SAMD9 is a (epi-) genetically regulated anti-inflammatory factor activated in RA patients

  • Pei He
  • Long-Fei Wu
  • Peng-Fei Bing
  • Wei Xia
  • Lan Wang
  • Fang-Fei Xie
  • Xin Lu
  • Shu-Feng Lei
  • Fei-Yan DengEmail author


To identify PBMC-expressed genes significant for RA, and to ascertain their upstream regulatory factors, as well as downstream functional effects relevant to RA pathogenesis. We performed peripheral blood mononuclear cells (PBMCs) transcriptome-wide mRNA expression profiling in a case–control discovery sample. Differentially expressed genes (DEGs) were identified and validated in PBMCs in independent samples. We also generated genome-wide SNP genotyping data, and collected miRNA expression data and DNA methylation data from PBMCs of the discovery sample. Pearson correlation analyses were conducted to identify miRNAs/DNA methylations influencing DEG expression. Association analyses were conducted to identify expression-regulating SNPs. The key DEG, SAMD9, which was reported to function as a tumor suppressor gene, was assessed for its effects on T cell proliferation, apoptosis, and inflammatory cytokine expression. A total of 181 DEGs (Fold Change ≥ 2.0, Bonferroni adjusted p ≤ 0.05) were discovered in PBMCs. Four DEGs (SAMD9, CKLF, PARP9, and GUSB), upregulated with RA, were validated independently in PBMCs. Specifically, SAMD9 mRNA expression level was significantly upregulated in PHA-activated Jurkat T cells in vitro, and correlated with 8 miRNAs and associated with 22 SNPs in PBMCs in vivo. Knockdown of SAMD9 could transiently promote Jurkat T cell proliferation within 48 h and significantly induce TNF-α and IL-8 expression in T cells. SAMD9 expression is (epi-) genetically regulated, and significantly upregulated in PBMCs in RA patients and in activated T cells in vitro. SAMD9 might serve as a T cell activation marker but act as an anti-inflammatory factor.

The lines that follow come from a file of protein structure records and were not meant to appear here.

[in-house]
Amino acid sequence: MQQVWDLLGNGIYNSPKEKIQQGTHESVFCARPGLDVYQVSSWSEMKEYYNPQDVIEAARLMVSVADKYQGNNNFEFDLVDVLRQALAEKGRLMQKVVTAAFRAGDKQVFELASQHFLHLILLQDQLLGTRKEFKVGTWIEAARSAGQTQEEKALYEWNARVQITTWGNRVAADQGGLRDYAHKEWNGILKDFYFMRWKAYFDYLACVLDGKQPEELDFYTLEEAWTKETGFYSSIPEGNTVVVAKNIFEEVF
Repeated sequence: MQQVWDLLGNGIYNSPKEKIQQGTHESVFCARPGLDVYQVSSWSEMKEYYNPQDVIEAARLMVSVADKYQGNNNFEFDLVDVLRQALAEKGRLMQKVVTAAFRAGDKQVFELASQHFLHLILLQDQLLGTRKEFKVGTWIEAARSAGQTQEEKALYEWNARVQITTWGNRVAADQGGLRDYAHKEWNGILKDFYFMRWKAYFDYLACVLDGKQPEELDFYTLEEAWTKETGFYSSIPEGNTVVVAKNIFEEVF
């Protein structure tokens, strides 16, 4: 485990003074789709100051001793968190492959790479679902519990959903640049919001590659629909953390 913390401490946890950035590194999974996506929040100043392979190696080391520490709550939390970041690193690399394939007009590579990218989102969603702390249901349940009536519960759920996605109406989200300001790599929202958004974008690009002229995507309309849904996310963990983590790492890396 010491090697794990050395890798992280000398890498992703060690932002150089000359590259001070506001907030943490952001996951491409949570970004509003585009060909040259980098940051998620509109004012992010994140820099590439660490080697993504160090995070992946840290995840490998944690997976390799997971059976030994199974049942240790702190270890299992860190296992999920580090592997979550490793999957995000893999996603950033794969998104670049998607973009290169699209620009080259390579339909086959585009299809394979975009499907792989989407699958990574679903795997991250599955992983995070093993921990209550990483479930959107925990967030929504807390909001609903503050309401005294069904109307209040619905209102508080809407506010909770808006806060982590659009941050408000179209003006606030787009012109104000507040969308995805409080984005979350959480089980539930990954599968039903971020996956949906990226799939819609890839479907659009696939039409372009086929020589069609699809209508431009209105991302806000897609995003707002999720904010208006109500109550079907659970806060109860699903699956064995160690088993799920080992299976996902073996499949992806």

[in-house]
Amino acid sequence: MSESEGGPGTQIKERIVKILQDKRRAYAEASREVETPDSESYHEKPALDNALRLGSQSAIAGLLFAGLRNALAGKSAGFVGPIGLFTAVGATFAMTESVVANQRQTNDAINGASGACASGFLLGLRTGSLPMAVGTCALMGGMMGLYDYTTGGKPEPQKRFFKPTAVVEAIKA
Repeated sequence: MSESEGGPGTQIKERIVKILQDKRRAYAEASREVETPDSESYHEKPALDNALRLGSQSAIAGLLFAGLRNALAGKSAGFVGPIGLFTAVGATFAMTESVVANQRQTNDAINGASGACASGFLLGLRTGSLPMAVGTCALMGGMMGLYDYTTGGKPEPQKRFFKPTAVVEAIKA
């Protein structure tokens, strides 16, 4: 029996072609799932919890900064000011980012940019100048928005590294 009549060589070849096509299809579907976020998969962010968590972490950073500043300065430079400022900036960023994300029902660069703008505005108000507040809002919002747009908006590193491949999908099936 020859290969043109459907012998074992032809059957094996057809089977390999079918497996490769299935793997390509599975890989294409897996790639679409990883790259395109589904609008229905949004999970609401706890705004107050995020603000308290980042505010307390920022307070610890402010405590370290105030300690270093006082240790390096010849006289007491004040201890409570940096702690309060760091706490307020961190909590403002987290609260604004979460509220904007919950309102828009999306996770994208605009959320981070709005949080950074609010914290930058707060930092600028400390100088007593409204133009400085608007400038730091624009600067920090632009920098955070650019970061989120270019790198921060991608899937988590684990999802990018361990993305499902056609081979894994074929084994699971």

Rheumatoid arthritis PBMCs SAMD9 Epigenetic factor 



The study was supported by Natural Science Foundation of China (81373010, 81473046, 81541068, 31271336, 81502868, 31401079 and 81401343), the Natural Science Foundation of Jiangsu Province (BK20150346), the Startup Fund from Soochow University (Q413900112, Q413900712) and a Project of the Priority Academic Program Development of Jiangsu Higher Education Institutions.

Compliance with ethical standards

Conflict of interest

The authors declare that they have no conflict of interest.

Ethical approval

The study was approved by the Institutional Research Ethic Board at the Soochow University (ethics approval number: 2012-146). All the participants signed informed consent form.

Supplementary material

11010_2019_3499_MOESM1_ESM.docx (19 kb)
Supplementary material 1 (DOCX 438 KB)


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Copyright information

© Springer Science+Business Media, LLC, part of Springer Nature 2019

Authors and Affiliations

  • Pei He
    • 1
    • 2
  • Long-Fei Wu
    • 1
    • 2
  • Peng-Fei Bing
    • 1
    • 2
  • Wei Xia
    • 1
    • 2
  • Lan Wang
    • 1
    • 2
  • Fang-Fei Xie
    • 1
    • 2
  • Xin Lu
    • 1
    • 2
  • Shu-Feng Lei
    • 1
    • 2
  • Fei-Yan Deng
    • 1
    • 2
    Email author
  1. 1.Center for Genetic Epidemiology and Genomics, School of Public HealthMedical College of Soochow UniversitySuzhouPeople’s Republic of China
  2. 2.Jiangsu Key Laboratory of Preventive and Translational Medicine for Geriatric DiseasesSoochow UniversitySuzhouPeople’s Republic of China

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